When the model is initialized, human agents are clustered in age groups, depending on their age and are randomly allocated to a residential place, which serves as their house for the whole simulation. Human agents’ characteristics provide capabilities or constraints on the agents’ behavioural rules. The reference point could be, for example, income that can influence their preferences and decision-making. Based on their age and SES characteristics, and of course based on the distance between point of departure and their targeted destination, human agents will choose different means of transportation. In the same way, different human agents will follow a different sequence and types of activities. For example, children and adults are programmed to move from a household to an assigned school or office whereas human agents that belong to the elderly will follow a different sequence of activities. At the end of a run (a single run corresponds to a typical day), human agents’ trajectories, derived by the coded routine, are captured as points and exported as a GIS shapefile, a layer which can then be superposed onto high spatial resolution urban air quality maps of hourly PM10 concentration of pollutants, for the city of Thessaloniki. Personal exposure, expressed as inhalation-adjusted exposure to air pollutants is then evaluated by assigning pollutant concentrations to a human agent based on his/her coordinates, activities and the corresponding inhalation rate.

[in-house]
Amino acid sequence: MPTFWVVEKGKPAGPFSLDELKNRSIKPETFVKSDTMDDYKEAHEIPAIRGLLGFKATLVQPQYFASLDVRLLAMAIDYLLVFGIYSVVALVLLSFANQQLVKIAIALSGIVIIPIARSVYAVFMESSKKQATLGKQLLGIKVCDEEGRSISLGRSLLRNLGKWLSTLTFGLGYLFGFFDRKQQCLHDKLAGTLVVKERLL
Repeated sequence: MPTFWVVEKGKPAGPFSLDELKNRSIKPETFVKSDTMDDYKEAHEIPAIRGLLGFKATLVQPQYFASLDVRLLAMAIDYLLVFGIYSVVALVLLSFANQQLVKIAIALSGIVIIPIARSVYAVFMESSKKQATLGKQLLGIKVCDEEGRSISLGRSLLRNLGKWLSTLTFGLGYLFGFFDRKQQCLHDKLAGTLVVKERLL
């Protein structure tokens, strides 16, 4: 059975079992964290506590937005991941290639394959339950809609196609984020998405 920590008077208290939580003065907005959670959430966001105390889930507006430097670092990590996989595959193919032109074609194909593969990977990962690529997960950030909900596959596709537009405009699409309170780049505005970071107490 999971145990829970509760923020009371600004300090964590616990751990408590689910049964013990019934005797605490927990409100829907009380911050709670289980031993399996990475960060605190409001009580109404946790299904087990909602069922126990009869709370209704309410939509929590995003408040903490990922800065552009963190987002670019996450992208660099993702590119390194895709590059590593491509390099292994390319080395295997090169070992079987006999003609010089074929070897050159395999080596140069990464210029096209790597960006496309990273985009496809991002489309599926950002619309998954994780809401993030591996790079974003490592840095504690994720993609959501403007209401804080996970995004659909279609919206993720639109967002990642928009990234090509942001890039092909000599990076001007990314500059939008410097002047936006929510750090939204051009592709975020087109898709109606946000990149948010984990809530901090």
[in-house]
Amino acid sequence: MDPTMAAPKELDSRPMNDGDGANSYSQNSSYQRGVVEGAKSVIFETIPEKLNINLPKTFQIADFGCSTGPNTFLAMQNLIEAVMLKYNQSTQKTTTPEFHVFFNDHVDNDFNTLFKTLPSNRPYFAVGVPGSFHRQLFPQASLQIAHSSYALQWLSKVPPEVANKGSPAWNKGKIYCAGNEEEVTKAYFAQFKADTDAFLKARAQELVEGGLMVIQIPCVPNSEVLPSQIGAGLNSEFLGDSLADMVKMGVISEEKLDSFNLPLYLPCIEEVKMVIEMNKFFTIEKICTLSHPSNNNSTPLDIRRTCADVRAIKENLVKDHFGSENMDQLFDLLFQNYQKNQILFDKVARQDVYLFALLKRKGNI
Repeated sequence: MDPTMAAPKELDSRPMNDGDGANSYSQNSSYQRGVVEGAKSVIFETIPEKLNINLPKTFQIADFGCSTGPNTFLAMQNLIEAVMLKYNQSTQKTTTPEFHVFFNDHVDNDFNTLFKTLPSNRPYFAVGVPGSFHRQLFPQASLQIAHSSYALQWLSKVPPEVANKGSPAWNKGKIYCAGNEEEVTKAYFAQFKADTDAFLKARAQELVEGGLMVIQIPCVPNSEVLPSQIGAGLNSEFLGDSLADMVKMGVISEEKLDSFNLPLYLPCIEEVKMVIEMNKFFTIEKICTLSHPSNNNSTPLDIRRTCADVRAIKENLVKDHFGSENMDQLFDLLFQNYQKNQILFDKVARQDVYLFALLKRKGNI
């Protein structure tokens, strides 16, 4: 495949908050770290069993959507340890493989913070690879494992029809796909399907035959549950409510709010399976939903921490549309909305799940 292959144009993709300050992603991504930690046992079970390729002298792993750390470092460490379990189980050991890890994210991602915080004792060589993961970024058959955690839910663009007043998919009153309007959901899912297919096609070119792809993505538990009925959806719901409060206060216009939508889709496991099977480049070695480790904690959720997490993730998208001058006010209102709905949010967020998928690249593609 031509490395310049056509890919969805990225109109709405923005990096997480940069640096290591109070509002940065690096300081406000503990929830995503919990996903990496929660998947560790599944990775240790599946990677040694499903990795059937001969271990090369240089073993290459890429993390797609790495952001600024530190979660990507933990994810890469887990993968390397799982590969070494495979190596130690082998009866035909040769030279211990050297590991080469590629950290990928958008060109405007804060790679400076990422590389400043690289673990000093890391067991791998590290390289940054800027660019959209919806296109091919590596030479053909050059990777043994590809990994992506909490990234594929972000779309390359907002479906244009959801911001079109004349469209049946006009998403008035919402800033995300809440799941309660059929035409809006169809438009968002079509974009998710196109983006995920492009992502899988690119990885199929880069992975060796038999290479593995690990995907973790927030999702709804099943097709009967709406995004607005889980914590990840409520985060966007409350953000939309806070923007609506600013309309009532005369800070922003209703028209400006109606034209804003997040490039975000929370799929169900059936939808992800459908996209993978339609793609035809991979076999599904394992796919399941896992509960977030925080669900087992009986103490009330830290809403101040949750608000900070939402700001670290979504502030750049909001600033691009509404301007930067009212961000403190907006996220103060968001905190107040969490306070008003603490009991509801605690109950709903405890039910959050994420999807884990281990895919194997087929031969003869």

By estimating the daily time-activity patterns (predicted by the coupled sensors-ANN-ABM platform) of vulnerable subgroups of population, we were able to estimate their personal exposure and intake dose per body weight. On average, personal exposure results were between 10 and 20% more accurate than the equivalent estimate using ambient air concentration of PM as exposure proxy.
An individual exposure model was developed, where societal dynamics are being explicitly taken into account. The model can feed into a population-based exposure assessment without imposing prior bias, but rather basing its estimations onto emerging properties of the agents’ system behaviour. The establishment of an approach with the capacity for aggregation and analysis at various levels of population size, together with the integration of SES indicators can lead to an exposure assessment model that can be useful especially for vulnerable groups of population, such as children, the elderly and people with low SES. The dynamic nature of intake dose assessment at the individual level allows for the derivation of guidance regarding behavioural options that limit exposure to high levels of pollution. This study represents the first step of the development of a methodological approach towards a refined external exposure assessment and urban air pollution and climate change mitigation management. The model can be further used as a means for estimating and comparing the probable effects of different public health strategies prior to implementation, therefore reducing the time and expense required to identify effective policies.